• Therefore, the Constitution conceives of incorporation of international law into the domestic realm. Thus the argument that the nation has not violated international obligations during the deportation is a mistaken one.

Domestic Responsibility

  • The chapter on fundamental rights in the Constitution differentiates citizens from persons. While all rights are available to citizens, persons including foreign citizens are entitled to the right to equality and the right to life, among others.
  • The Rohingya refugees, while under the jurisdiction of the national government, cannot be deprived of the right to life and personal liberty.
  • In National Human Rights Commission v. State of Arunachal Pradesh (1996), the Supreme Court held: “Our Constitution confers... rights on every human being and certain other rights on citizens.
  • Every person is entitled to equality before the law and equal protection of the laws. Also, no person can be deprived of his life or personal liberty except according to procedure established by law. Thus the State is bound to protect the life and liberty of every human being, be he a citizen or otherwise...”

India’s Stance

  • India lacks specific legislation to address the problem of refugees, in spite of their increasing inflow.
  • The Foreigners Act, 1946, fails to address the peculiar problems faced by refugees as a class. It also gives unbridled power to the Central government to deport any foreign citizen.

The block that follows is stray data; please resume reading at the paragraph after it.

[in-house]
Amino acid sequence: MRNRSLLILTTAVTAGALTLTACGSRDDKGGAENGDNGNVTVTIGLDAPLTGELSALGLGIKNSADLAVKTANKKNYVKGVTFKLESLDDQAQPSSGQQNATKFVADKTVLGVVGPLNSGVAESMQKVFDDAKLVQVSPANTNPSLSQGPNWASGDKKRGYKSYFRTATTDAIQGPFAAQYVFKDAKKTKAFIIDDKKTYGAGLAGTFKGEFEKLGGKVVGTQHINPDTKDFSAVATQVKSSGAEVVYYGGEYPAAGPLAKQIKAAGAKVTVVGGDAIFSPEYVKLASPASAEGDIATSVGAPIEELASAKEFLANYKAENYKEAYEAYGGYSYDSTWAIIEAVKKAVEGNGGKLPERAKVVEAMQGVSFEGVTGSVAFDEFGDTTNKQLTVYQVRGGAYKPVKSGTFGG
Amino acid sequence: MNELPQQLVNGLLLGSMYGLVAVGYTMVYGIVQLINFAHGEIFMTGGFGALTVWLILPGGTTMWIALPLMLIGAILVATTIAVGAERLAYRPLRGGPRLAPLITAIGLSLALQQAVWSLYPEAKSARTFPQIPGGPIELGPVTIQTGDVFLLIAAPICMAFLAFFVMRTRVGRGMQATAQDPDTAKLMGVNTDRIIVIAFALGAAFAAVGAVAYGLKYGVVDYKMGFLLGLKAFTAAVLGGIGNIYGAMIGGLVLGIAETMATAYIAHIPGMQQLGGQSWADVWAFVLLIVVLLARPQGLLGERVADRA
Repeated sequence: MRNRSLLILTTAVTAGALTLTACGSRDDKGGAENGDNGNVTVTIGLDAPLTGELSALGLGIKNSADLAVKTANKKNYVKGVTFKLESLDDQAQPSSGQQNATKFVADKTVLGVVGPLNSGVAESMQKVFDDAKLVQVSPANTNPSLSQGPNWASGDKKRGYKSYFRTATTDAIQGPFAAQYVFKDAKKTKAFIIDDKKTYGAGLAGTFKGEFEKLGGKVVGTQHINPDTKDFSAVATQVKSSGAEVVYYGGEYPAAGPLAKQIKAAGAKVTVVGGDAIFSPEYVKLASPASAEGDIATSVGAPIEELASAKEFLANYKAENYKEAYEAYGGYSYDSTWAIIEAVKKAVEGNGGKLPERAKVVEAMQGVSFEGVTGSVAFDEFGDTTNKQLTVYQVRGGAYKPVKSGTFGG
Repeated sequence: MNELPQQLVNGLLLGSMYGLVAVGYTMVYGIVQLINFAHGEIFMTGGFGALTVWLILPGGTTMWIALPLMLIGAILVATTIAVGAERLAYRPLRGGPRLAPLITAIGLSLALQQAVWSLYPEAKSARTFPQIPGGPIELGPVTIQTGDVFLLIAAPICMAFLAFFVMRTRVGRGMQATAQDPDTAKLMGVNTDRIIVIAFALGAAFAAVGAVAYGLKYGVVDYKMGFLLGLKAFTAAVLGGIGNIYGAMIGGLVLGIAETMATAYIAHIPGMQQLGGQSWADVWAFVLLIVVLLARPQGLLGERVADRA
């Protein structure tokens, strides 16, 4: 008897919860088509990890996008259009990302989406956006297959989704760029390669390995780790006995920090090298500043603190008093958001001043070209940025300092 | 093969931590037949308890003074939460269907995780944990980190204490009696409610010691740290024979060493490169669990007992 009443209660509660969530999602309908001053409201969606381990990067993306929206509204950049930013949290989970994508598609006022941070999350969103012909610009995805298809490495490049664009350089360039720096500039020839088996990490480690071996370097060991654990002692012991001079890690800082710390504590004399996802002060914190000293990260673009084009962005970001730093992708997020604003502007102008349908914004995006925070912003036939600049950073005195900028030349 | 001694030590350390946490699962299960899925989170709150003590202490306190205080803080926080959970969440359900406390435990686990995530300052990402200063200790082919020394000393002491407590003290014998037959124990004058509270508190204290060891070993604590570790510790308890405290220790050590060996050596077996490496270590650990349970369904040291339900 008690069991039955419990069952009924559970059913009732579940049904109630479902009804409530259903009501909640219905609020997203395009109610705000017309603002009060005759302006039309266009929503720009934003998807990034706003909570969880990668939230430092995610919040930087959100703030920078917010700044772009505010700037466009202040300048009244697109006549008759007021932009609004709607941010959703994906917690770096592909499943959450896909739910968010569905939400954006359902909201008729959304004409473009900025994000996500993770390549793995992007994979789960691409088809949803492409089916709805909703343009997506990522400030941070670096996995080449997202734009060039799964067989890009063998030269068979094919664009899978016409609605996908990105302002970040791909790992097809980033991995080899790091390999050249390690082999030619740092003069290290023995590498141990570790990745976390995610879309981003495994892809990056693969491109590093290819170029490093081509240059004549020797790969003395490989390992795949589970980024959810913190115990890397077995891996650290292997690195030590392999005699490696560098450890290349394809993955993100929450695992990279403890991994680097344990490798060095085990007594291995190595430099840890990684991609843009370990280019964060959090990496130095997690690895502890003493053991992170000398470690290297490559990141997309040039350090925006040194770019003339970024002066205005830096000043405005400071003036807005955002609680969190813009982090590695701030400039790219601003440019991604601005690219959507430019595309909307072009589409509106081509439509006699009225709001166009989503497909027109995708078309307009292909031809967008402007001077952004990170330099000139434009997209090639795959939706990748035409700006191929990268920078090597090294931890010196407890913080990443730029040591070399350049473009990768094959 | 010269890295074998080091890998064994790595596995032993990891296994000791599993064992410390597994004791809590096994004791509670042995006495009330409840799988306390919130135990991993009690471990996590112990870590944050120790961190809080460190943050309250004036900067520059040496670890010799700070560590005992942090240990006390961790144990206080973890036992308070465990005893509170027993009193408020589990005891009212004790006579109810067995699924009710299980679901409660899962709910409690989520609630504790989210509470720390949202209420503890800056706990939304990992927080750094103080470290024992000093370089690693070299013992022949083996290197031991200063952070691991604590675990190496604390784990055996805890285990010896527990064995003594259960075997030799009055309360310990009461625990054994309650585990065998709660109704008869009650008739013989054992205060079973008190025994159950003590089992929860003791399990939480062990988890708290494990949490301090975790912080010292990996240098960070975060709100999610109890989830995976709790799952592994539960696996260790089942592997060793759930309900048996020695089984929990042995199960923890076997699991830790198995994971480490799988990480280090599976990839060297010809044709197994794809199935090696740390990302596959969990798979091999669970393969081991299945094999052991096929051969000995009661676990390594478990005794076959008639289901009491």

• Further, the Citizenship (Amendment) Bill of 2019 strikingly excludes Muslims from its purview and seeks to provide citizenship only to Hindu, Christian, Jain, Parsi, Sikh and Buddhist immigrants persecuted in Bangladesh, Pakistan, and Afghanistan. The majority of the Rohingya are Muslims.
  • This limitation on the basis of religion fails to stand the test of equality under Article 14 of the Constitution and offends secularism, a basic feature of the Constitution.

Way Forward

  • Indian Judiciary is independent of executive and legislature. Therefore the Supreme Court has placed human rights at the center of Indian polity and has tried to turn them into tool of advocacy and instrument of fairness between communities as well as individuals guaranteeing them for protection through civil and criminal justice process. Above all strengthening the identity of the Indian state and society.
  • As per the devastated condition of Rohingyas, they should be provided with basic facilities of sanitation, proper drinking water, and medical facilities and gradually arrangements for their deportation should be made.
  • Any host country considerably should protect them from further difficulties rather than throw them again into the same. The right of living of any individual is a priority and cannot be abridged.
  • India hasn’t ratified international convention validating refugee status in the country. However, India has done the best it can in the circumstances. India recently built 250 homes for the refugees in Myanmar’s Rakhine province for when they return.

So far, the Indian approach towards the Rohingya crisis has been viewed as contradicting its traditional position on refugees. As the Rohingya crisis unfolds, there is still a lot that India can do to facilitate the finding of long-term solutions. These actions will be key in determining India’s regional and global standing.

As a rising power with global aspirations, and with a long tradition in dealing with refugees, India is duty-bound. In the end, India may be in a better position to shape regional and global discourses on emerging issues affecting global governance, including on refugees.